Green quartz necklace 1

It probably dates from the 1950s or early 1960s and is in lovely condition, professionally strung, with gimp loops over the ends of the thread to protect it from rubbing through on the sterling silver catch. The gently graduated green beads are some kind of (probably dyed) quartz and feel cool and smooth. In between them are little crystal bicones. Well, apart from the one that was missing.

I had two choices: to take the necklace apart and restring it, replacing the missing spacer bead, (and I really didn’t want to mess with the quality of the original work) or as the missing bead was to the right of the central bead, I could remove the spacer on the other side and add something of my own silversmithing to hang below/frame the central bead and fit over the thread on either side. So I gently removed another spacer bead…

Green quartz necklace 2

…and began to doodle possible ideas. My first was an organic drop, possibly with some piercing, so I made a paper mock up – silver sheet is far too expensive to cut unless I’m positive the idea is going to work!

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I liked that, but when I showed it to my middle one, she pointed out that the spacers were angular and didn’t feel the organic flowing shape fitted the necklace design. I took this on board and Mock Up 2, a more angular, crystalline shape, followed:

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Actually, I quite liked that too, so I showed my husband. He was dead set against both of them and felt the drop should echo the main bead. Like this, possibly with a pierced centre:

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I also offered this alternative, with the possibility of a bead hanging from the tip:

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And also this one, using diagonals rather than vertical lines and with the disc having a hammered texture – actually, I’ll probably hammer all of them.

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The problem now is that I’ve got so many that I’m really not sure which design works best. Every family member has a different opinion so I’m asking for blog help. Here are the five designs I’ve outlined:

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Which design (if any) do you think works best to complement the original necklace so I end up with a happy marriage of quality vintage and contemporary hand made?

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Belated, but I wish it all the same. :o) And I hope everyone has had a good and peaceful Christmas.

In between trying to organise Christmas early so we could go away, I finally finished the crazy patchwork Christmas tree. After the snow and the wreath, presents underneath, blanket stitched down with Kreinik gold thread.

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Tied with a Mulberry silk ‘ribbon’

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The bow is a lovely compound of stitches that I saw on the internet somewhere a while ago. Two lazy daisy stitches make up the loops, the knot is a french knot and the trailing ends, two straight stitches. Very simple yet extremely effective.

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In spite of this, I ended up taking it away and finishing the last two sections off with only my phone camera to take the final shots, so apologies for the quality.

The top left section was seeded with ermine stitch, a vertical straight stitch crossed 2/3 of the way down with an equal armed cross stitch and the existing stars outlined, all in Kreinik gold.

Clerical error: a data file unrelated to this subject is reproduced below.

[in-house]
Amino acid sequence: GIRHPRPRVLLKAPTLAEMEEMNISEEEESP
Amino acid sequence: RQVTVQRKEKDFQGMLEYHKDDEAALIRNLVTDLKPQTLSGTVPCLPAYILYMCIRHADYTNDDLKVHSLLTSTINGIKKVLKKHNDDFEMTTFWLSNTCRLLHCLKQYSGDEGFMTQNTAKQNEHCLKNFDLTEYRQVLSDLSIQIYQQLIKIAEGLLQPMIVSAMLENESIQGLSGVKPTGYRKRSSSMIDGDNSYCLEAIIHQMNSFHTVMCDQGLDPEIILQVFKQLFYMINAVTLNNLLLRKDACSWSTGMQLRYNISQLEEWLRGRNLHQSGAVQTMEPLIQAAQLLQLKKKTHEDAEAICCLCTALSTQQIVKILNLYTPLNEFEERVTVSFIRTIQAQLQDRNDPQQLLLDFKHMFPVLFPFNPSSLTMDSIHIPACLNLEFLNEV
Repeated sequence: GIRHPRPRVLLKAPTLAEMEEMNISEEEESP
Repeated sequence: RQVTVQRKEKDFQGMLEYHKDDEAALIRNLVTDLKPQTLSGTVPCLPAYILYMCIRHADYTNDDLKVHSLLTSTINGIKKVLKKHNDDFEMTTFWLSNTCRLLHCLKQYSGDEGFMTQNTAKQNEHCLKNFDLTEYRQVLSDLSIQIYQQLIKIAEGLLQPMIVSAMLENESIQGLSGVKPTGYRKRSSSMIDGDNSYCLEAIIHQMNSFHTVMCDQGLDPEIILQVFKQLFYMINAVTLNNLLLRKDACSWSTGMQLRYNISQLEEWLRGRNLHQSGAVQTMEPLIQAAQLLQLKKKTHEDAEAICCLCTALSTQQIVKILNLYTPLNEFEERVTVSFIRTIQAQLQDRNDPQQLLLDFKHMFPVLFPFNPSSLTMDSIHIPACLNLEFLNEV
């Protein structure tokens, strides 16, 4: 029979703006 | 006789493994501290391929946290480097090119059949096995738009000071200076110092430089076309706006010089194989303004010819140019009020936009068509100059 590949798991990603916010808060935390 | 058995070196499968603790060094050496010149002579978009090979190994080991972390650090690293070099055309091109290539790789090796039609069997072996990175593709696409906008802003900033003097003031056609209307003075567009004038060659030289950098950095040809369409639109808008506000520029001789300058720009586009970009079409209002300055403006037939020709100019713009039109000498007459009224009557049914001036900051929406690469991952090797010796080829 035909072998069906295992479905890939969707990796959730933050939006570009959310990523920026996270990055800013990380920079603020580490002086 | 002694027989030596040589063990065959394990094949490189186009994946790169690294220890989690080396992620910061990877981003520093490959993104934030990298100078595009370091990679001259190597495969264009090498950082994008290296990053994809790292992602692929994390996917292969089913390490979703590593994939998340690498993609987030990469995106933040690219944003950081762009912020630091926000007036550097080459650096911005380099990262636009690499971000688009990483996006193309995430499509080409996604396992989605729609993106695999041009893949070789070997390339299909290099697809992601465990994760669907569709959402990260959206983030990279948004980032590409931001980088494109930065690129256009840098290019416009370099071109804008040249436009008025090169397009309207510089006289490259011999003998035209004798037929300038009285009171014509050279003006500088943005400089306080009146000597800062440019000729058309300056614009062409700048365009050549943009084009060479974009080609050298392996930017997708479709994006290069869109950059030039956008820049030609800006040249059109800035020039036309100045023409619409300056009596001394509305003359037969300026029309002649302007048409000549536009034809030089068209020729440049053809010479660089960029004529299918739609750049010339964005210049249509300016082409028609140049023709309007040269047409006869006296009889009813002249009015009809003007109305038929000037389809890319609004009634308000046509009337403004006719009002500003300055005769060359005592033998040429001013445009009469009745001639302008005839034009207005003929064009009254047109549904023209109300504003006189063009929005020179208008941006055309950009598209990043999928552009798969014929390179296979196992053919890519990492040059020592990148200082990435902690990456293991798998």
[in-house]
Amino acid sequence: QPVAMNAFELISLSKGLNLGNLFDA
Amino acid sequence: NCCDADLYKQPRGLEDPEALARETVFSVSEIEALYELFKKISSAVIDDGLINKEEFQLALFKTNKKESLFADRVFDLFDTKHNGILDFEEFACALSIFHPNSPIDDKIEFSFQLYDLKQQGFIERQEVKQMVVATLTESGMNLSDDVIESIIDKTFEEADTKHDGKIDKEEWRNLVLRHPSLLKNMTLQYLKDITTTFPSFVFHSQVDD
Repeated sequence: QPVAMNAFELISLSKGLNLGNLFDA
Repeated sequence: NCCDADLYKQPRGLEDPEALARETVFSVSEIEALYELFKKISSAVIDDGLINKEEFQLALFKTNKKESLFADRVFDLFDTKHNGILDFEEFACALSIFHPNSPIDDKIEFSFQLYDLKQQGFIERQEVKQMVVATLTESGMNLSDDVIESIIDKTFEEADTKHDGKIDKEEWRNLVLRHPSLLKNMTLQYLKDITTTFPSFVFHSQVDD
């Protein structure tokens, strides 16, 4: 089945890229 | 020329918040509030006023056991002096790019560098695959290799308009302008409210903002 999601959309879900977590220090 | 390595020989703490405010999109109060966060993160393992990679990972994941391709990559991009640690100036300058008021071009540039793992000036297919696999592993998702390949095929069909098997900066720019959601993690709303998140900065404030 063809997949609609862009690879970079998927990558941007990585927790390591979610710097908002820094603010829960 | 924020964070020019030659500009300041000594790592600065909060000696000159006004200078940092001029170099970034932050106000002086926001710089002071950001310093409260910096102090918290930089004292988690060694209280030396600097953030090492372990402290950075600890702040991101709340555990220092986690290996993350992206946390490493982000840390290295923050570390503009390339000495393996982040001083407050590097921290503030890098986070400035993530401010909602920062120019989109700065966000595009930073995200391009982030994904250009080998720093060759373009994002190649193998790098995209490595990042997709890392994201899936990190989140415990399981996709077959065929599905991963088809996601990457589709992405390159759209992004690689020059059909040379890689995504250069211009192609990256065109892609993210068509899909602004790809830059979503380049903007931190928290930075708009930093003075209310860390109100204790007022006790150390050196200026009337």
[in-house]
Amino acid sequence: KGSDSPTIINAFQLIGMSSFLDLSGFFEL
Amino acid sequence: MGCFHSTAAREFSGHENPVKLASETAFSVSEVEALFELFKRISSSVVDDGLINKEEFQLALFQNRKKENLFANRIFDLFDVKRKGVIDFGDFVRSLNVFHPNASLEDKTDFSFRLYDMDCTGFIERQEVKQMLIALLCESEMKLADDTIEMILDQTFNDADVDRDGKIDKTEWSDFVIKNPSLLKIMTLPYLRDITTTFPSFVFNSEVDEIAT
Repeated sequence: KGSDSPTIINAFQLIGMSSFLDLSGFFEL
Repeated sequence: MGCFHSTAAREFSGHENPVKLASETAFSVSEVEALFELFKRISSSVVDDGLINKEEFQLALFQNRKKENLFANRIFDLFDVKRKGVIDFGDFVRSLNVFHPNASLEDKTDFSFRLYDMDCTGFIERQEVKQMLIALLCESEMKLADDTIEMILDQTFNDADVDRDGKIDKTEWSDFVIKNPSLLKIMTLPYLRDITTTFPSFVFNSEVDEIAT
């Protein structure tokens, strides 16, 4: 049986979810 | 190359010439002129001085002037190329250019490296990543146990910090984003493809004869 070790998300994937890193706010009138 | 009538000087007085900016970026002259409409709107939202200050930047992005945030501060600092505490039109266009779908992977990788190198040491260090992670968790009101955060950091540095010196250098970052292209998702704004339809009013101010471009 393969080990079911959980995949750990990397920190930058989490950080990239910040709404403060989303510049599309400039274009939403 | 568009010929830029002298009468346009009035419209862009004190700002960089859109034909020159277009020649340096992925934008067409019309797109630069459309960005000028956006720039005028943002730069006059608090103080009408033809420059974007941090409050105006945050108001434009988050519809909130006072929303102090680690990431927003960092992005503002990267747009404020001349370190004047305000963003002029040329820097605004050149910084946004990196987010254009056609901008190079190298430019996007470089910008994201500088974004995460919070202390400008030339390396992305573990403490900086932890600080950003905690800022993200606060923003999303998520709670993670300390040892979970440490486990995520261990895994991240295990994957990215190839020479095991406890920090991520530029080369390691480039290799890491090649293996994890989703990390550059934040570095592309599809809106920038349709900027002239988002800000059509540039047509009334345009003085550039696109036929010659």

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Then, running out of ideas and time, I edged the existing gold pattern middle right with lines of french knots in poppy red Mulberry silk. I also found an iridescent star bead for the top of the tree and little pressed metal dangles to hang on the branch tips.

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From a difficult beginning it’s turned out rather well and made a very good card in the end.

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These have both been underway for a while but have taken rather longer to finish than I hoped as neither of them quite was going the way I wanted. However, now they feel right.

First, the eyelets block. I started it off with the eyelets embedded in french knots,

Eyelets block 1

but that was too busy and I felt the eyelet shapes were obscured, so I took all the knots out and left it as just eyelets. I covered the surface, avoiding the rust patches and it ended up like this:

Eyelets block 2

Which was better, but still, somehow, not right. It felt unfinished. So I decided to close the gaps with more eyelets in various sizes and shapes and use half eyelets around the edges.

Eyelets block 3

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It feels finished now, somehow and more coherent.

The other block came from some beads I found which, as you can see from the photo, were shaped like spools.  I wanted to do something taking advantage of that, both stitching the beads down and winding thread between them.

Spools block 1

I started off scattering the beads randomly over the fabric and then lacing between them with variegated metallic Madeira thread.

Spools block 2

I liked the crisscross lacing, but the thread was a little too thin and the long lines too loopy and then when I got round to the rest of the spools, it was just too random. So I finished lacing it anyway but by then found that the long threads weren’t stable, so then I had to think of a way of holding the threads securely and came up with french knots in turquoise silk.

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Some are stitched actually over the long threads and then I clumped some round the beads.

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I hated it. There was only one thing to do so I did it, and if you’ve ever had to unpick literally dozens of french knots… By the time I’d finished I had a clean slate and knew it was the right decision.

Take Two.

Spools block 5

Organised regular pattern of beads and turquoise silk lacing. Slightly more random and irregular straight stitches on the beads.

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It’s not my favourite of all the blocks but it’s much better than the way it was. And now I have nine finished and another one underway!